In the world of blockchain, NFTs are an increasingly common fraud topic. Let’s find out one of the most popular ones: copyright.
On the rise since the year 2020, crypto art is giving everyday people the chance to become pixel millionaires thanks to non-fungible token technology (NFT). To illustrate this madness, digital work every day: The first 5,000 days of crypto artist Beeple fetched $69 million at a virtual auction in 2021. Despite its promises to protect artists, NFT technology is the basis for many fakes. So, what are the legal implications and solutions for rights holders?
Rare censorship of NFT-related business by exchanges
Sometimes the non-fungible tokens are associated with the work, guaranteeing the ownership of the digital file because it is a unique certificate of authenticity registered in the blockchain, i.e. an electronic record that is not tampered. However, NFT does not in any way guarantee ownership of the support of the work to which it refers and is not a work of mind within the meaning of intellectual property law, which subjects copyright to the originality of the work. In fact, there is no authenticity in the digital copy to work by way of a digital file, which itself can be accessed from a link entered into the token code. In practice, NFT platforms rarely verify whether issuers of tokens associated with a core business own the intellectual property, as authors or licensees. This then leads to numerous copyright infringements. For example, fake Banksy’s NFT was sold for 512 ETH (over $1 million) on the OpenSea exchange.
Counterfeiting is a serious violation of intellectual property rights
It cannot be accommodated in either cryptocurrency or digital tokens, and NFT is not subject to any specific regulations. However, the creation of an NFT associated with the work without the permission of its author constitutes a serious infringement of intellectual property, and the responsibility lies with the issuer but is also likely to fall on the market.
From an intellectual property perspective, copying, downloading and publishing a work to the public for profit purposes usually falls under the exclusive rights of the author or rights holders. However, forgery corresponds to any act that infringes the exclusive rights of the author. In this case, the release of the NFT relating to a copyrighted work without the permission of the right holder constitutes an infringement. From the point of view of criminal law, any act of counterfeiting in France is an offense punishable by a fine of at least 300,000 euros and imprisonment for three years.
In order to overcome identification difficulties on blockchain protocols where anonymity prevails, the 2019 European Copyright Directive on the Digital Single Market (DAMUN) has established a phased liability regime for certain platforms. This liability regime is aimed at online content-sharing service providers who “one of their main goals is to store and make public access to a large amount of copyrighted work.” However, NFTs marketplaces often host protected businesses and are therefore likely subject to the obligations detailed by the ordinance which moves the direction to Article L.137-1 of the Intellectual Property Code. First, the respective platforms should make every effort to obtain permission from the rights holders when making their work available. Second, they must act immediately, upon receipt of notice from the copyright owner, to block the infringing content and prevent any further publication of the content in question. To be clear, the obligation to prevent any new “upload” of reported illegal content does not affect young content-sharing platforms with a turnover of less than €10 million.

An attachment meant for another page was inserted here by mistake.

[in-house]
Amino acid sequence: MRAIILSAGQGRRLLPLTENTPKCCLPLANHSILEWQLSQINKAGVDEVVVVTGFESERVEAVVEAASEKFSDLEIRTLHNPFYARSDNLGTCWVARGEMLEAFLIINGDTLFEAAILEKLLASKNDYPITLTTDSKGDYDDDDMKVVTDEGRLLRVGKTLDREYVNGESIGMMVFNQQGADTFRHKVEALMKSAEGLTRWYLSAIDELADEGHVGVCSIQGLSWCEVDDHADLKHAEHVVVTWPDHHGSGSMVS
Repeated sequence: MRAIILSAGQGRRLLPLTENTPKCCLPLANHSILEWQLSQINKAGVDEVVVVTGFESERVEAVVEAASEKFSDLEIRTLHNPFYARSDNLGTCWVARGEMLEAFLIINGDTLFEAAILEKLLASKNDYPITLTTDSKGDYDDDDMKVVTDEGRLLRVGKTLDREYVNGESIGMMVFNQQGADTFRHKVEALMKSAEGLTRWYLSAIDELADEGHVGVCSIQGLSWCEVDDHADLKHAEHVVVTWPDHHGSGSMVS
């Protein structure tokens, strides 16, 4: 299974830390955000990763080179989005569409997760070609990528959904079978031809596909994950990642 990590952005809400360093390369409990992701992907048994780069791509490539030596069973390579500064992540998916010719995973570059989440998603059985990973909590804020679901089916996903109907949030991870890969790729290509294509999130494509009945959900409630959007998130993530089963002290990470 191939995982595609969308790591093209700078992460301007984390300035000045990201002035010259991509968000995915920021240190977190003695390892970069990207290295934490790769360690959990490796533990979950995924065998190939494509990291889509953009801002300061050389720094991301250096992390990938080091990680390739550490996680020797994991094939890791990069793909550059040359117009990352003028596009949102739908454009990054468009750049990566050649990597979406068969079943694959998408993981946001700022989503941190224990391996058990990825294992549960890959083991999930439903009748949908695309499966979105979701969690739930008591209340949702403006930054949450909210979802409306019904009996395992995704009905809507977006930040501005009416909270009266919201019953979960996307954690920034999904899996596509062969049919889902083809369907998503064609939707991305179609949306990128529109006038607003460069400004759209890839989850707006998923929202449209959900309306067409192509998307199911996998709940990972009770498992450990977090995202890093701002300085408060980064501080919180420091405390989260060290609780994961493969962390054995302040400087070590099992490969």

Actions available to copyright holders
First, the author of the infringing work can request the platform, through a notification, to quickly remove the content that infringes his or her exclusive rights. The notification must contain evidence of copyright ownership.
In the event of a dispute regarding the handling of the complaint by the platform, the rights holders may seize Arcom (the French general authority for the regulation of audiovisual and digital communications), which may impose measures to ensure that the infringing content is withdrawn.
Judicial order. In the absence of a satisfactory solution implemented by the platform, there are two procedures that allow for an injunction. Before any proceedings on the merits and on a provisional basis, an injunction may be requested in accordance with the classic summary procedure provided for in Article 835 of the Code of Civil Procedure.
Furthermore, Article L. 336-2 of the Intellectual Property Code gives the civil judge the power to issue “all appropriate measures to prevent or put an end to such infringement of copyright or related right, against any person likely to contribute to its remedy.”
An injunction can be directed to the platform but also to the ISP to block the site or to the search engine to reverse the results.
Commitment to criminal and civil liability. Finally, the copyright holder has the option to initiate criminal proceedings before the criminal court to punish the infringer with the penalties mentioned above. Damage paid to the victim can also be added.
Otherwise, the victim of forgery can file a civil action against the forger or, in the absence of a possible identification, against the platform in order to obtain compensation for the damage suffered. The case will be brought before the judicial court by subpoena and representation by an attorney is mandatory. A civil lawsuit makes it possible to obtain a decision more quickly and redress more than criminal proceedings, but it requires more substantial work to establish the evidence.